"Computers have been getting better and better at seeing movement on video. How is it that they read lips, follow a dancing girl or copy an actor making faces?"
– from Andrew Blake. Introduction to Active Contours and Visual Dynamics. Visual Dynamics Group, Department of Engineering Science, University of Oxford
Amazon announced a breakthrough from its AI experts Monday: Their algorithms can now read fear on your face, at a cost of $0.001 per image--or less if you process more than 1 million images. The news sparked interest because Amazon is at the center of a political tussle over the accuracy and regulation of facial recognition. Amazon sells a facial-recognition service, part of a suite of image-analysis features called Rekognition, to customers that include police departments. Another Rekognition service tries to discern the gender of faces in photos. The company said Monday that the gender feature had been improved--apparently a response to research showing it was much less accurate for people with darker skin.
DESPITE HAVING SERIOUS problems with bias, raising enormous privacy concerns, and not actually being very reliable, businesses and services seem to be tripping over themselves to get on board the facial recognition train. The EU, it seems, plans to put some much needed brakes on this metaphorical choo-choo, and is planning to put strict limits on "the indiscriminate use of facial recognition technology" in order to protect European citizens. Documents seen by the Financial Times say the new legislation will "set a world-standard for AI regulations" with "clear, predictable and uniform rules… which adequately protect individuals." "AI applications can pose significant risks to fundamental rights," it continues. "Unregulated AI systems may take decisions affecting citizens without explanation, possibility of recourse or even a responsible interlocutor."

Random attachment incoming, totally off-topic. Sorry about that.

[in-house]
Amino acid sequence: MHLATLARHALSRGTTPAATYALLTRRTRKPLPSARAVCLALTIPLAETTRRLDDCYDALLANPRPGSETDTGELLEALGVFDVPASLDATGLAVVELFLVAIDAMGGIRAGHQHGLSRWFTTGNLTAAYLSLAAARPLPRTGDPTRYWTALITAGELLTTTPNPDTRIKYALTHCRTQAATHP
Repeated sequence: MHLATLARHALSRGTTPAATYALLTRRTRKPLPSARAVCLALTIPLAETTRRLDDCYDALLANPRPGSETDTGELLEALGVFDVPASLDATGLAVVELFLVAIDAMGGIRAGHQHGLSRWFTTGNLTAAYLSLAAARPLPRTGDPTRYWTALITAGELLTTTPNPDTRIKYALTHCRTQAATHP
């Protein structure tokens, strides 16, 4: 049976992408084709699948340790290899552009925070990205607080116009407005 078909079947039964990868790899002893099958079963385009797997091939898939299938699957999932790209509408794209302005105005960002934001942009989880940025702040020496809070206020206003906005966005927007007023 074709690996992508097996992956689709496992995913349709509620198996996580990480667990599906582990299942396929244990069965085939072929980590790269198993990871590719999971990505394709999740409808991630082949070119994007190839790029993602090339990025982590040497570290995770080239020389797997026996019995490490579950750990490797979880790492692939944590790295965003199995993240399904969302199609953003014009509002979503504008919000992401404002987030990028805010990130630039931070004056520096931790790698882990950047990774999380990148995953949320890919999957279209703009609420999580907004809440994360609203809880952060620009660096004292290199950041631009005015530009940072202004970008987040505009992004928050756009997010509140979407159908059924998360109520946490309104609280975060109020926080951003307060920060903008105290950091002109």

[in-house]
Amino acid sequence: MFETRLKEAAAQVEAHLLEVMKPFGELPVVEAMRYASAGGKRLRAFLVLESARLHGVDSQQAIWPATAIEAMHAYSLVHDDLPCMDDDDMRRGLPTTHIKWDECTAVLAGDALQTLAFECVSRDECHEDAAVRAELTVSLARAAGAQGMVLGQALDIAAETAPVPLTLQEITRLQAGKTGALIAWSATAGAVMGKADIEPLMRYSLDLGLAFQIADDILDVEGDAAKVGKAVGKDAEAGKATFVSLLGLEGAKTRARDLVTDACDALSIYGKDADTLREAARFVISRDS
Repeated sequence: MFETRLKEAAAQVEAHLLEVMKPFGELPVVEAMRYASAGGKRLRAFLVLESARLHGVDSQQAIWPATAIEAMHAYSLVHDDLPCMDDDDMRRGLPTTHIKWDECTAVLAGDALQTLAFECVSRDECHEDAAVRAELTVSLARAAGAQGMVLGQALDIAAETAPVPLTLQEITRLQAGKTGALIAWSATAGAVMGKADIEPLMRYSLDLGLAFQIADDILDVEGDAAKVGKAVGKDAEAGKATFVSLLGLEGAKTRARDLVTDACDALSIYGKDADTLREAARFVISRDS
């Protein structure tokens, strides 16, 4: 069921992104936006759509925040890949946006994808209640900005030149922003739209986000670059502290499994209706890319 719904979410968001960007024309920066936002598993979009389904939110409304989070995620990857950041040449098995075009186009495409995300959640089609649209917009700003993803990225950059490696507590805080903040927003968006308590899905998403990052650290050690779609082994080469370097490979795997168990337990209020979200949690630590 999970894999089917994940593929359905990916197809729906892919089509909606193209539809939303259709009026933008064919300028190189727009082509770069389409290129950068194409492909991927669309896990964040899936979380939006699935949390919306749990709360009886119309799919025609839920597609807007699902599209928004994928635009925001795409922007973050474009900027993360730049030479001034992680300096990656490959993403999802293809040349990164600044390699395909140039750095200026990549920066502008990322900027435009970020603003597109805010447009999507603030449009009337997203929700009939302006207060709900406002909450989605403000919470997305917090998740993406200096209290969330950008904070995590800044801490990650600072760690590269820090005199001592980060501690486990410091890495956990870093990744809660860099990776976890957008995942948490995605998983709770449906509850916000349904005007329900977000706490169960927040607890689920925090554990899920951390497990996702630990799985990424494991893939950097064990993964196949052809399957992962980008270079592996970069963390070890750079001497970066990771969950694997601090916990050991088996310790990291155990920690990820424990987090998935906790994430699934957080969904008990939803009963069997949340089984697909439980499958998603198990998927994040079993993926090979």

The shape of a severe storm, such as this one, is an important factor in whether the storm produces hail and how large the hailstones are, but current hail-prediction techniques are typically not able to take the storm's entire structure into account. NCAR scientists are experimenting with a new machine-learning technique that can process images to weigh the impact of storm shape and potentially improve hail forecasts. This image is freely available for media and nonprofit use.) The same artificial intelligence technique typically used in facial recognition systems could help improve prediction of hailstorms and their severity, according to a new study from the National Center for Atmospheric Research (NCAR). Instead of zeroing in on the features of an individual face, scientists trained a deep learning model called a convolutional neural network to recognize features of individual storms that affect the formation of hail and how large the hailstones will be, both of which are notoriously difficult to predict.